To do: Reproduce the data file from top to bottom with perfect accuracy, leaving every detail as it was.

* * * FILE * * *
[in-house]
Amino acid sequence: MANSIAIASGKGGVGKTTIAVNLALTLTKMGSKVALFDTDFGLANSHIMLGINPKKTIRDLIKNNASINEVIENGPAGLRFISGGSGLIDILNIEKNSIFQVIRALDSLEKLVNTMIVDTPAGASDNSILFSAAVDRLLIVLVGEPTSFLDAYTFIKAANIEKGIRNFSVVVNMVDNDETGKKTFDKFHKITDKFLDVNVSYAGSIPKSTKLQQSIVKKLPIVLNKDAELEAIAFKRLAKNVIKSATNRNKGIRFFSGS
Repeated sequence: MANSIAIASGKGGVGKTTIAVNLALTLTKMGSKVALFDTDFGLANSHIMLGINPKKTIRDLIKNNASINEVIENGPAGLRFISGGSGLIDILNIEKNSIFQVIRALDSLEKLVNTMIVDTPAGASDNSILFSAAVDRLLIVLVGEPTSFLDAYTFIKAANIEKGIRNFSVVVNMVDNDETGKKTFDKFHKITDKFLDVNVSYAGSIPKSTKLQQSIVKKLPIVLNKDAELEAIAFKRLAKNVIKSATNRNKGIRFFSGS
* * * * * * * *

[in-house]
Amino acid sequence: MANSIAIASGKGGVGKTTIAVNLALTLTKMGSKVALFDTDFGLANSHIMLGINPKKTIRDLIKNNASINEVIENGPAGLRFISGGSGLIDILNIEKNSIFQVIRALDSLEKLVNTMIVDTPAGASDNSILFSAAVDRLLIVLVGEPTSFLDAYTFIKAANIEKGIRNFSVVVNMVDNDETGKKTFDKFHKITDKFLDVNVSYAGSIPKSTKLQQSIVKKLPIVLNKDAELEAIAFKRLAKNVIKSATNRNKGIRFFSGS
Repeated sequence: MANSIAIASGKGGVGKTTIAVNLALTLTKMGSKVALFDTDFGLANSHIMLGINPKKTIRDLIKNNASINEVIENGPAGLRFISGGSGLIDILNIEKNSIFQVIRALDSLEKLVNTMIVDTPAGASDNSILFSAAVDRLLIVLVGEPTSFLDAYTFIKAANIEKGIRNFSVVVNMVDNDETGKKTFDKFHKITDKFLDVNVSYAGSIPKSTKLQQSIVKKLPIVLNKDAELEAIAFKRLAKNVIKSATNRNKGIRFFSGS